[Python-Dev] Wrappers and keywords

"Martin v. L÷wis" martin@v.loewis.de
Fri, 18 Apr 2003 00:29:06 +0200

David LeBlanc wrote:
>>In that proposal, static(method) would *not* be a keyword, but would
>>be an identifier (denoting the same thing that staticmethod currently
>>denotes). This syntax nicely extends to
>>   def x() [threading.synchronized, xmlrpclib.webmethod]:
>>     pass
> I'm not sure what you're suggesting here semantically...?

That is part of the point: You could add arbitrary annotations
to function definitions, to indicate that they are static methods,
to indicate that multiple calls to them should be synchronized,
or to indicate that the method should be available via SOAP
(the simple object access protocol).

The language would not associate any inherent semantics. Instead,
the identifiers in the square brackets would be callable (or
have some other interface) that modifies the
function-under-construction, to integrate additional aspects.

> It also has the disadvantage of adding a new syntactical construct to the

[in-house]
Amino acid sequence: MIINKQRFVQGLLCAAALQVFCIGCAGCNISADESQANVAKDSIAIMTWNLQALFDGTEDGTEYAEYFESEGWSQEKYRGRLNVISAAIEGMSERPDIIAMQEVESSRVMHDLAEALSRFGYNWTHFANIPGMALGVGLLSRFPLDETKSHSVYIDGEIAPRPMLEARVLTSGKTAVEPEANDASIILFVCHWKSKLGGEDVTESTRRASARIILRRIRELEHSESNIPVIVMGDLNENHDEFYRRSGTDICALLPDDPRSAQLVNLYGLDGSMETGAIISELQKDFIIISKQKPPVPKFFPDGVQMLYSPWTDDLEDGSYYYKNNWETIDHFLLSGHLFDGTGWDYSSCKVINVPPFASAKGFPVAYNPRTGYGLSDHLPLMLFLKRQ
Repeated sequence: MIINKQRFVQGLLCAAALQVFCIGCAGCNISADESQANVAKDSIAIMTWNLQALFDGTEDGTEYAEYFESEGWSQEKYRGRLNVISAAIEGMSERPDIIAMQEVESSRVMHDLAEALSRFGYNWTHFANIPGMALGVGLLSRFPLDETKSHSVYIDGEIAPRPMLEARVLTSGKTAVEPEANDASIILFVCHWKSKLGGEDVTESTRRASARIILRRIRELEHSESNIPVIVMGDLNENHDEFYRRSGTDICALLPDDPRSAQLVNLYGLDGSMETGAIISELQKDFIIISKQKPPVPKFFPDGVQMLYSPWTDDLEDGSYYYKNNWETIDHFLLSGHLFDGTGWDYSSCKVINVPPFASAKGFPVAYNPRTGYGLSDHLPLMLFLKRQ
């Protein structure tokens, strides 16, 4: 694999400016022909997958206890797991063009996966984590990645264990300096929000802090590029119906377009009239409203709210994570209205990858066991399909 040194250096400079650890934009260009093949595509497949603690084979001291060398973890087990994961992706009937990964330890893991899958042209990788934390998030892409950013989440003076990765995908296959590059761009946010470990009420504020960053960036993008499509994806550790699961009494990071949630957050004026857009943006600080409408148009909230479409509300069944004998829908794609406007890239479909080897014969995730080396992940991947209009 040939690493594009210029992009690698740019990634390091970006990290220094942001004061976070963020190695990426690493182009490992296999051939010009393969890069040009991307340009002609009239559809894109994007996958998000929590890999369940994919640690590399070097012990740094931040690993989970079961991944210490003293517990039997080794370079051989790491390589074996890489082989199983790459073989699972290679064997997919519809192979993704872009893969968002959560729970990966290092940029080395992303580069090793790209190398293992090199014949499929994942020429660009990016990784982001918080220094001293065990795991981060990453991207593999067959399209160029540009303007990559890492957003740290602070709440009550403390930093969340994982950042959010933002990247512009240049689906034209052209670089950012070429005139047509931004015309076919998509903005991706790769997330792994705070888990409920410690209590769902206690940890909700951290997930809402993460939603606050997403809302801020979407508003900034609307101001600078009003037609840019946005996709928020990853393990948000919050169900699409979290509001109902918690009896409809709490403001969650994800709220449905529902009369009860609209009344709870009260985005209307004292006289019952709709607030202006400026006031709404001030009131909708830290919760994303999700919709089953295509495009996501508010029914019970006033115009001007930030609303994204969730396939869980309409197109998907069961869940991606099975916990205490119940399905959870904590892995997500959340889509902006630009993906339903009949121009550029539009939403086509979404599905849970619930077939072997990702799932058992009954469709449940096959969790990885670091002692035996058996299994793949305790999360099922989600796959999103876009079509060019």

> language does it not (which seems like more pain than a couple of keywords)?

No. The disadvantage of adding keywords is that it breaks backwards 
compatibility: Somebody might be using that identifier already. When it
becomes a keyword, existing code that works now would stop working.
With the extension of sqare brackets after the parameter list, nothing
breaks, as you can't currently put brackets in that place.

> I don't recall any other place in the language that uses [] as a way to
> specify a variable (oops, excepting list comprehensions sort of, and that's
> not quite the same thing IMO), especially in that position in a statement?
> It seems like it would open the door to uses (abuses?) like:
> 	class foo [abstract]:
> 		pass

The syntax is inspired by DCOM IDL, and by C#, both allowing to annotate
declarations with square brackets.

> Is there any real difference between what amounts to a reserved constant
> identifier (with semantic meaning rather than value) compared to a keyword
> statement sentinal? 

What is a keyword statement sentinal, and what alternatives are you 
comparing here?

> Are there any other language-level uses like that
> (reserved constant identifier), or does this introduce something new as
> well?

If you are referring the the
     def foo()[static]

proposal: "static" would not be reserved nor constant. Instead, writing

     def foo()[bar1, bar2]:

would be a short-hand for writing

     def foo():
     foo = bar1(foo)
     foo = bar2(foo)

bar1 and bar2 could be arbitrary expressions - nothing reserved at all.

> Speaking of slots, is their primary purpose to have classes whose instances
> are not morphable?